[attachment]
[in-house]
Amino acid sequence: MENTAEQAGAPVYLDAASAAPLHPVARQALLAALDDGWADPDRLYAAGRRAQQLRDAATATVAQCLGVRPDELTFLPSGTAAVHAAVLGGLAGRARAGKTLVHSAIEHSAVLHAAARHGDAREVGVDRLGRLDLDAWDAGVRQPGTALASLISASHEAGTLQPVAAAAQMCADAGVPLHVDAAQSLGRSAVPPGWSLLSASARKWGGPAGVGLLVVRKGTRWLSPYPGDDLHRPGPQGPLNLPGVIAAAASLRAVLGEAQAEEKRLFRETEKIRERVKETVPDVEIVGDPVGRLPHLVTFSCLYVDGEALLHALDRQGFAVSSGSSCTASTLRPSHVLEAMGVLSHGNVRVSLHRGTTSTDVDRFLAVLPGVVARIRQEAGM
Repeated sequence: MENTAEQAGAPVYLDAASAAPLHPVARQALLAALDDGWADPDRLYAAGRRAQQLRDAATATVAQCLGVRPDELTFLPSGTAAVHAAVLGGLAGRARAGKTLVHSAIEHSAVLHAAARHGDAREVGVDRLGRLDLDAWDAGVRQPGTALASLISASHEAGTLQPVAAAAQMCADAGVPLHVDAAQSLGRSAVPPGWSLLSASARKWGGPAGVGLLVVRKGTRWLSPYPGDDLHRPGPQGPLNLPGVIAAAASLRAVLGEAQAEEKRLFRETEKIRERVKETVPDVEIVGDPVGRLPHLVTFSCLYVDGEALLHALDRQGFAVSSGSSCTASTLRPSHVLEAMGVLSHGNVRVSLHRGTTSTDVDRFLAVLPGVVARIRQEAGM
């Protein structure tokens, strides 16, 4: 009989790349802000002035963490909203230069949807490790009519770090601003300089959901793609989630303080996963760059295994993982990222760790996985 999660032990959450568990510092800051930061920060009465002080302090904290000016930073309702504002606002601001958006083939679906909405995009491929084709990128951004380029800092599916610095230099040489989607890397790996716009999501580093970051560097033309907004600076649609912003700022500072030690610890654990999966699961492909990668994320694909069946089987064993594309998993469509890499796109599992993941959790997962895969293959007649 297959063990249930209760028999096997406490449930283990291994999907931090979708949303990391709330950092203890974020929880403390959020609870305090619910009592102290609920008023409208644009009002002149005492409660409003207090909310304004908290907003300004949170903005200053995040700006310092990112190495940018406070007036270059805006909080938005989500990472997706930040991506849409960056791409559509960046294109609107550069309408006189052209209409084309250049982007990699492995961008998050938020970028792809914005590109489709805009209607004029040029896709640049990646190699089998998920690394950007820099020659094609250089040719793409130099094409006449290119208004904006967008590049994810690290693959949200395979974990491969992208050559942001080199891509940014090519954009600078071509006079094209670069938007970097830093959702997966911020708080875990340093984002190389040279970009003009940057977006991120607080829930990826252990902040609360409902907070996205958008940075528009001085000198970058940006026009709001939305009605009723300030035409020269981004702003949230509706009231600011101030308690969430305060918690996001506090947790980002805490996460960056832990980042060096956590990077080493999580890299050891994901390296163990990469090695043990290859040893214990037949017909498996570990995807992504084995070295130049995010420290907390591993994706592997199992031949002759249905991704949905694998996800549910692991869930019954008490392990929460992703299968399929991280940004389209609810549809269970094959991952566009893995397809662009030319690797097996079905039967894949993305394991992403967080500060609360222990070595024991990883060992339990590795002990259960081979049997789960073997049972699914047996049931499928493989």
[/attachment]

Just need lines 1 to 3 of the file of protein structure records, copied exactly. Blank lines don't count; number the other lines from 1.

[in-house]
Amino acid sequence: MENTAEQAGAPVYLDAASAAPLHPVARQALLAALDDGWADPDRLYAAGRRAQQLRDAATATVAQCLGVRPDELTFLPSGTAAVHAAVLGGLAGRARAGKTLVHSAIEHSAVLHAAARHGDAREVGVDRLGRLDLDAWDAGVRQPGTALASLISASHEAGTLQPVAAAAQMCADAGVPLHVDAAQSLGRSAVPPGWSLLSASARKWGGPAGVGLLVVRKGTRWLSPYPGDDLHRPGPQGPLNLPGVIAAAASLRAVLGEAQAEEKRLFRETEKIRERVKETVPDVEIVGDPVGRLPHLVTFSCLYVDGEALLHALDRQGFAVSSGSSCTASTLRPSHVLEAMGVLSHGNVRVSLHRGTTSTDVDRFLAVLPGVVARIRQEAGM
Repeated sequence: MENTAEQAGAPVYLDAASAAPLHPVARQALLAALDDGWADPDRLYAAGRRAQQLRDAATATVAQCLGVRPDELTFLPSGTAAVHAAVLGGLAGRARAGKTLVHSAIEHSAVLHAAARHGDAREVGVDRLGRLDLDAWDAGVRQPGTALASLISASHEAGTLQPVAAAAQMCADAGVPLHVDAAQSLGRSAVPPGWSLLSASARKWGGPAGVGLLVVRKGTRWLSPYPGDDLHRPGPQGPLNLPGVIAAAASLRAVLGEAQAEEKRLFRETEKIRERVKETVPDVEIVGDPVGRLPHLVTFSCLYVDGEALLHALDRQGFAVSSGSSCTASTLRPSHVLEAMGVLSHGNVRVSLHRGTTSTDVDRFLAVLPGVVARIRQEAGM